The latest version of this topic can be found at __event.

Declares an event.

__event __interface interface-specifier;  
__event member-declarator;  

The keyword __event can be applied to a method declaration, an interface declaration, or a data member declaration. However, you cannot use the __event keyword to qualify a member of a nested class.

Depending on whether your event source and receiver are native C++, COM, or managed (.NET Framework), you can use the following constructs as events:

Native C++COMManaged (.NET Framework)
data member

Use __hook in an event receiver to associate a handler method with an event method. Note that after you create an event with the __event keyword, all event handlers subsequently hooked to that event will be called when the event is called.

An __event method declaration cannot have a definition; a definition is implicitly generated, so the event method can be called as if it were any ordinary method.

System_CAPS_ICON_note.jpg Note

A templated class or struct cannot contain events.

Native events are methods. The return type is typically HRESULT or void, but can be any integral type, including an enum. When an event uses an integral return type, an error condition is defined when an event handler returns a nonzero value, in which case the event being raised will call the other delegates.

// Examples of native C++ events:  
__event void OnDblClick();  
__event HRESULT OnClick(int* b, char* s);  

See Event Handling in Native C++ for sample code.

COM events are interfaces. The parameters of a method in an event source interface should be in parameters (but this is not rigorously enforced), because an out parameter is not useful when multicasting. A level 1 warning will be issued if you use an out parameter.

The return type is typically HRESULT or void, but can be any integral type, including enum. When an event uses an integral return type and an event handler returns a nonzero value, it is an error condition, in which case the event being raised aborts calls to the other delegates. Note that the compiler will automatically mark an event source interface as a source in the generated IDL.

The __interface keyword is always required after __event for a COM event source.

// Example of a COM event:  
__event __interface IEvent1;  

See Event Handling in COM for sample code.

For information on coding events in the new syntax, see event.

Managed events are data members or methods. When used with an event, the return type of a delegate must be compliant with the Common Language Specification. The return type of the event handler must match the return type of the delegate. For more information on delegates, see __delegate. If a managed event is a data member, its type must be a pointer to a delegate.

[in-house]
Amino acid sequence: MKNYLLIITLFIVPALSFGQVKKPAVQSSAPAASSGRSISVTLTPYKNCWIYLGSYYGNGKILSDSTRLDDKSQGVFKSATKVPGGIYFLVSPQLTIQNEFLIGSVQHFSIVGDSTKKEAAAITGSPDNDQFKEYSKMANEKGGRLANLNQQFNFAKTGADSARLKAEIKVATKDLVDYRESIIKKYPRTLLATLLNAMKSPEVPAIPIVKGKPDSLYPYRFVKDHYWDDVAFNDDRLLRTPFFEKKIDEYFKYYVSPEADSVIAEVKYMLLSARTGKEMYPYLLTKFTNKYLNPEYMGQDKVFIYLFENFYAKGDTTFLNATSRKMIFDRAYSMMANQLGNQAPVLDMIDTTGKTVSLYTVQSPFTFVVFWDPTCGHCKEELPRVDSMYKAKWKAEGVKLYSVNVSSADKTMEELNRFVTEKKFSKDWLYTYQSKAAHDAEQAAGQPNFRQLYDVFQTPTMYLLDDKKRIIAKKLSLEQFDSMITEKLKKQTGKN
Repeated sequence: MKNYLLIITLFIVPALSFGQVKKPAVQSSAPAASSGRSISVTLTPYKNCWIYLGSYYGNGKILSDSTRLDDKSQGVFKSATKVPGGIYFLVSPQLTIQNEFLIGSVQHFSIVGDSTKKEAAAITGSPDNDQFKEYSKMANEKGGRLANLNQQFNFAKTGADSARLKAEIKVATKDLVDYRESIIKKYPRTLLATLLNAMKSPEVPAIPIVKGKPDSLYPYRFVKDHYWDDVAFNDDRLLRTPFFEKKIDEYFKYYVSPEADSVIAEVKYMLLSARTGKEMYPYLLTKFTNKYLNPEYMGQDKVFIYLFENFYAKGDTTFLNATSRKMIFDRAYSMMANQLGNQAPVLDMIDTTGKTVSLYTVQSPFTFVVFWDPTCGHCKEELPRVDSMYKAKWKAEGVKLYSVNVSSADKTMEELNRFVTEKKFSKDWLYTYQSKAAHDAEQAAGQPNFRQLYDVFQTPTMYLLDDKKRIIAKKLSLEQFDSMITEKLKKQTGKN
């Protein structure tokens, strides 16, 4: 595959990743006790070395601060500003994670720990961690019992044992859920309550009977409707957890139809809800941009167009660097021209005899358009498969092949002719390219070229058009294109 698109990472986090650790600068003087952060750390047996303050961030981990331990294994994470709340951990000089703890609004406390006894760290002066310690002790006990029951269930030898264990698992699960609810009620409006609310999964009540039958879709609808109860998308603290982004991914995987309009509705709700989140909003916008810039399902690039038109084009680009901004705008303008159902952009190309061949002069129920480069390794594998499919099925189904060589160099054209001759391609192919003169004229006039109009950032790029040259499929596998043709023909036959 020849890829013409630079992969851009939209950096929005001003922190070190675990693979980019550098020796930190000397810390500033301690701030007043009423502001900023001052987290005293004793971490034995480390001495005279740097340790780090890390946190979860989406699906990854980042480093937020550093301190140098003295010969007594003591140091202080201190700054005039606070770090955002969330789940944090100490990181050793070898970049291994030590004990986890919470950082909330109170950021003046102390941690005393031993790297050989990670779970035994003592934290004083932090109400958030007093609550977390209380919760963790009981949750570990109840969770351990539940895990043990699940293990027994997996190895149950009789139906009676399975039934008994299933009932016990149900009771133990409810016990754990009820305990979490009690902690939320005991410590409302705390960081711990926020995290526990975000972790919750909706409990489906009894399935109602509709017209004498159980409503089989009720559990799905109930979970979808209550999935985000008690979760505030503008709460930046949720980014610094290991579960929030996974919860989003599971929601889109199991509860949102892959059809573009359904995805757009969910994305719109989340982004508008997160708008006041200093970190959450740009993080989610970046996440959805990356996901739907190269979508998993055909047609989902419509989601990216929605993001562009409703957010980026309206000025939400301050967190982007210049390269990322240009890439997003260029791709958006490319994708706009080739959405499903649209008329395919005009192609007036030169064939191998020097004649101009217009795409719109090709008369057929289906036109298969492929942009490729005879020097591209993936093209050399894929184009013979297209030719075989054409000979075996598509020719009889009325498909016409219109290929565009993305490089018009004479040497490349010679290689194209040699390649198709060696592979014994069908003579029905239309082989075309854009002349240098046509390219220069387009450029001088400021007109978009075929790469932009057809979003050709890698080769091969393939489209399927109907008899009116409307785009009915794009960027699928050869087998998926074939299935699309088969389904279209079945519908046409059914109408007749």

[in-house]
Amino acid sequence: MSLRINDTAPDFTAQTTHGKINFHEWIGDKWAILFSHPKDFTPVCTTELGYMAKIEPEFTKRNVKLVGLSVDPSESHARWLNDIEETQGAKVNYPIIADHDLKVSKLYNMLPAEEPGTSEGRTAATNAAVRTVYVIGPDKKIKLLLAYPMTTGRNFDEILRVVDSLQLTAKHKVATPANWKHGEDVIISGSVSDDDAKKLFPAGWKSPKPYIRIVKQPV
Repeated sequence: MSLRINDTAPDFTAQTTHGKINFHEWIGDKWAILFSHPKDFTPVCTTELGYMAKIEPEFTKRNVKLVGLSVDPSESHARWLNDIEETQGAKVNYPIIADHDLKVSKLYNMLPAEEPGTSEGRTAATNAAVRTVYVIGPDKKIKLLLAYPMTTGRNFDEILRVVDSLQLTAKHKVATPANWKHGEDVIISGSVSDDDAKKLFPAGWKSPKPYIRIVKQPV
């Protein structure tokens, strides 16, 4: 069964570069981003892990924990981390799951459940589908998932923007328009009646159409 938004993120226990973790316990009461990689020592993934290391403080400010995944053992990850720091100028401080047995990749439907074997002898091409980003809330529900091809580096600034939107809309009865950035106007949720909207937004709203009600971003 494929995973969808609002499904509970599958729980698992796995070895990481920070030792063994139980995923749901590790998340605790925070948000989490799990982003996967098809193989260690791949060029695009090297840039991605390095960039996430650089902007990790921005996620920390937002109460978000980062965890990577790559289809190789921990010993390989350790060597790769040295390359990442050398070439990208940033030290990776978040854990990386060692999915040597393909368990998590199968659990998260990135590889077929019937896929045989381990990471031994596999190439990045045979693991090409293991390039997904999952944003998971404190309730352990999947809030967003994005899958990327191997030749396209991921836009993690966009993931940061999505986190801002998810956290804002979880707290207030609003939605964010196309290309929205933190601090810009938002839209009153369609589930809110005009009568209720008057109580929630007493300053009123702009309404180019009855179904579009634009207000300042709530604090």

In the .NET Framework, you can treat a data member as if it were a method itself (that is, the Invoke method of its corresponding delegate). You must predefine the delegate type for declaring a managed event data member. In contrast, a managed event method implicitly defines the corresponding managed delegate if it is not already defined. For example, you can declare an event value such as OnClick as an event as follows:

// Examples of managed events:  
__event ClickEventHandler* OnClick;  // data member as event  
__event void OnClick(String* s);  // method as event  

When implicitly declaring a managed event, you can specify add and remove accessors that will be called when event handlers are added or removed. You can also define the method that calls (raises) the event from outside the class.

// EventHandling_Native_Event.cpp  
// compile with: /c  
class CSource {  
   __event void MyEvent(int nValue);  
// EventHandling_COM_Event.cpp  
// compile with: /c  
#define _ATL_ATTRIBUTES 1  
#include <atlbase.h>  
#include <atlcom.h>  
[ module(dll, name="EventSource", uuid="6E46B59E-89C3-4c15-A6D8-B8A1CEC98830") ];  
[ dual, uuid("00000000-0000-0000-0000-000000000002") ]  
__interface IEventSource {  
   [id(1)] HRESULT MyEvent();  
 [ coclass, uuid("00000000-0000-0000-0000-000000000003"),  event_source(com) ]  
class CSource : public IEventSource {  
   __event __interface IEventSource;  
   HRESULT FireEvent() {  
      __raise MyEvent();  
      return S_OK;  
// EventHandling_Managed_Event.cpp  
// compile with: /clr:oldSyntax /c  
using namespace System;  
public __gc class CPSource {  
   __event void MyEvent(Int16 nValue);  

When applying an attribute to an event, you can specify that the attribute apply to either the generated methods or to the Invoke method of the generated delegate. The default (event:) is to apply the attribute to the event.

// EventHandling_Managed_Event_2.cpp  
// compile with: /clr:oldSyntax /c  
using namespace System;  
[attribute(All, AllowMultiple=true)]  
public __gc class Attr {};  
public __delegate void D();  
public __gc class X {  
   [method:Attr] __event D* E;  
   [returnvalue:Attr] __event void noE();  

Event Handling